In the movie Animal House, Dean Vernon Wormer puts the Delta House on “double secret probation!” That’s funny, but it is no joking matter when a taxpayer discovers that the Internal Revenue Service has put a “secret lien” on his property. Section 6321 imposes an automatic federal lien on “all property and rights to property, whether real or personal, belonging” to the taxpayer when a tax assessment is made and continues until either the taxpayer’s liability is satisfied or the statute of limitations on collection expires. The lien attaches to the taxpayer’s property and to his rights to the property as of the moment of assessment and, once filed, attaches to any after-acquired property. Glass City Bank v. United States, 326 U.S. 265 (1945). In essence, the IRS steps into the shoes of the taxpayer and assumes his legal rights.
Because there is no notice requirement for this lien, it is often called a “secret lien.” This secret lien applies to any interest in the taxpayer’s property, real estate (like a home) or personal property (like an automobile). The property cannot be sold or refinanced without first paying the IRS. Section 522(c)(2)(B) of the Bankruptcy Code provides that even if the tax is discharged in bankruptcy, the tax lien survives. Fortunately, the Bankruptcy Code prohibits collection on the debt from property that is determined exempt during the bankruptcy, except “a tax lien, notice of which is properly filed.” In some cases a filed tax lien filed against real estate may also be avoided during bankruptcy.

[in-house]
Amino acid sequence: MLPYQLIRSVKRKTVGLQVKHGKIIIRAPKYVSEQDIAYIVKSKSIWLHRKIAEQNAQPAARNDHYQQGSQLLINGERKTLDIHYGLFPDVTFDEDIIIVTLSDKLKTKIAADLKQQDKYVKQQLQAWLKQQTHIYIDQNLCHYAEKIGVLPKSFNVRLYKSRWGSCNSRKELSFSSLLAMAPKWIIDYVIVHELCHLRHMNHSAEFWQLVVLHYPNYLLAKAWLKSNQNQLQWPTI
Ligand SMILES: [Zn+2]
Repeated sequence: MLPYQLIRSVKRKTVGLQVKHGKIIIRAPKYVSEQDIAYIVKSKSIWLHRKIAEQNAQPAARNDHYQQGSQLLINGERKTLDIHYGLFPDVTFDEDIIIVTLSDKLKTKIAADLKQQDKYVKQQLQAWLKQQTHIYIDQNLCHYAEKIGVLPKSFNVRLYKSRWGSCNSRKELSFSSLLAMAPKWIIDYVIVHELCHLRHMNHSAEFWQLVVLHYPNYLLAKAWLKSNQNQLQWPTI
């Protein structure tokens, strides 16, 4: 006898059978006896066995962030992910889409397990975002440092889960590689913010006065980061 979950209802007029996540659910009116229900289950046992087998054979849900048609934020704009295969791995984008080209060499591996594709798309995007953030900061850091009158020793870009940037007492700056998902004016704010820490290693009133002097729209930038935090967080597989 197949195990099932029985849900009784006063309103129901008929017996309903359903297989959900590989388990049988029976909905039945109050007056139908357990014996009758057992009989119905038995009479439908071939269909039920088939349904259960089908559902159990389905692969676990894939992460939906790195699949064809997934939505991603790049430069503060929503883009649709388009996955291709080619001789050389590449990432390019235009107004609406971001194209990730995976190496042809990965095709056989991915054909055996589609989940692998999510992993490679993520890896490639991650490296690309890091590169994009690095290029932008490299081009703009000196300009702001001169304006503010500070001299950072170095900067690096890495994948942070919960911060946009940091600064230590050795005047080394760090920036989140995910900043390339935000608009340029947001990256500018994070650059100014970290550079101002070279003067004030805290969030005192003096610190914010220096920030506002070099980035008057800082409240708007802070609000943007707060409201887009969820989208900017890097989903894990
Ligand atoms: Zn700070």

The secret tax lien is collectible for ten years after the date of assessment and attaches to all property acquired by the taxpayer for the ten year period after the assessment. This is the case despite the tax’s discharge during a bankruptcy case. Consequently, if a bankruptcy debtor discharges a tax debt, it is important to determine when the ten year statute of limitations on the tax lien expires. Only then can he acquire property that is free from the reach of the IRS. The IRS is able to renew the tax lien, but this is extremely rare.
The safest way to avoid this secret lien situation is to file bankruptcy before the IRS files a tax lien. The automatic stay that goes into effect upon filing for bankruptcy will prevent the IRS from filing a tax lien.
If you owe income taxes and are facing a federal tax lien, speak with an experienced bankruptcy attorney and discuss your options. You may be able to eliminate tax penalties and pay the debt through a Chapter 13 bankruptcy, or completely discharge the tax debt. However, there are many considerations when dealing with a tax debt, so you need the assistance of a qualified attorney.